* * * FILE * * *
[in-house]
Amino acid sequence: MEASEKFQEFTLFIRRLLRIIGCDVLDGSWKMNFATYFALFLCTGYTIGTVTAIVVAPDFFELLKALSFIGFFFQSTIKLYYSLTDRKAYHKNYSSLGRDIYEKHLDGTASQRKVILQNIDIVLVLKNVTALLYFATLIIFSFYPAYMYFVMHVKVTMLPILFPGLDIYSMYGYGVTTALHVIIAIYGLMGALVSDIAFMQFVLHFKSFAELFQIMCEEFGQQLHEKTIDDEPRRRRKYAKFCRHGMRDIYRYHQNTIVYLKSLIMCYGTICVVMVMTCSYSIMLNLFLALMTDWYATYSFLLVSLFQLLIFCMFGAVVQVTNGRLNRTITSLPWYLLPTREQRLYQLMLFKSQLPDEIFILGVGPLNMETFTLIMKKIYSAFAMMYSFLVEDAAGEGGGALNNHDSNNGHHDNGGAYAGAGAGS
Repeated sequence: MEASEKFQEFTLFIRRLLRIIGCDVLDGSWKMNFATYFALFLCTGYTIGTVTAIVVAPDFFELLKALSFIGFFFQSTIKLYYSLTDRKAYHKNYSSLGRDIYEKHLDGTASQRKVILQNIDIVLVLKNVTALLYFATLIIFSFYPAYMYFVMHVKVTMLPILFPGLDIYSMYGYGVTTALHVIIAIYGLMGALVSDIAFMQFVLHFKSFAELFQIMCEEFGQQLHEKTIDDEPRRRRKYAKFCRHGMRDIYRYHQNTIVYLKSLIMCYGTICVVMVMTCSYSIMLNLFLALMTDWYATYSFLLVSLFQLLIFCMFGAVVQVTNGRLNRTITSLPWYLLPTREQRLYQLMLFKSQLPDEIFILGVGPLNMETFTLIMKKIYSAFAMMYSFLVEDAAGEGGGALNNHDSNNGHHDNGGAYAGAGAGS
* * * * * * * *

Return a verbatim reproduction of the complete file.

[in-house]
Amino acid sequence: MEASEKFQEFTLFIRRLLRIIGCDVLDGSWKMNFATYFALFLCTGYTIGTVTAIVVAPDFFELLKALSFIGFFFQSTIKLYYSLTDRKAYHKNYSSLGRDIYEKHLDGTASQRKVILQNIDIVLVLKNVTALLYFATLIIFSFYPAYMYFVMHVKVTMLPILFPGLDIYSMYGYGVTTALHVIIAIYGLMGALVSDIAFMQFVLHFKSFAELFQIMCEEFGQQLHEKTIDDEPRRRRKYAKFCRHGMRDIYRYHQNTIVYLKSLIMCYGTICVVMVMTCSYSIMLNLFLALMTDWYATYSFLLVSLFQLLIFCMFGAVVQVTNGRLNRTITSLPWYLLPTREQRLYQLMLFKSQLPDEIFILGVGPLNMETFTLIMKKIYSAFAMMYSFLVEDAAGEGGGALNNHDSNNGHHDNGGAYAGAGAGS
Repeated sequence: MEASEKFQEFTLFIRRLLRIIGCDVLDGSWKMNFATYFALFLCTGYTIGTVTAIVVAPDFFELLKALSFIGFFFQSTIKLYYSLTDRKAYHKNYSSLGRDIYEKHLDGTASQRKVILQNIDIVLVLKNVTALLYFATLIIFSFYPAYMYFVMHVKVTMLPILFPGLDIYSMYGYGVTTALHVIIAIYGLMGALVSDIAFMQFVLHFKSFAELFQIMCEEFGQQLHEKTIDDEPRRRRKYAKFCRHGMRDIYRYHQNTIVYLKSLIMCYGTICVVMVMTCSYSIMLNLFLALMTDWYATYSFLLVSLFQLLIFCMFGAVVQVTNGRLNRTITSLPWYLLPTREQRLYQLMLFKSQLPDEIFILGVGPLNMETFTLIMKKIYSAFAMMYSFLVEDAAGEGGGALNNHDSNNGHHDNGGAYAGAGAGS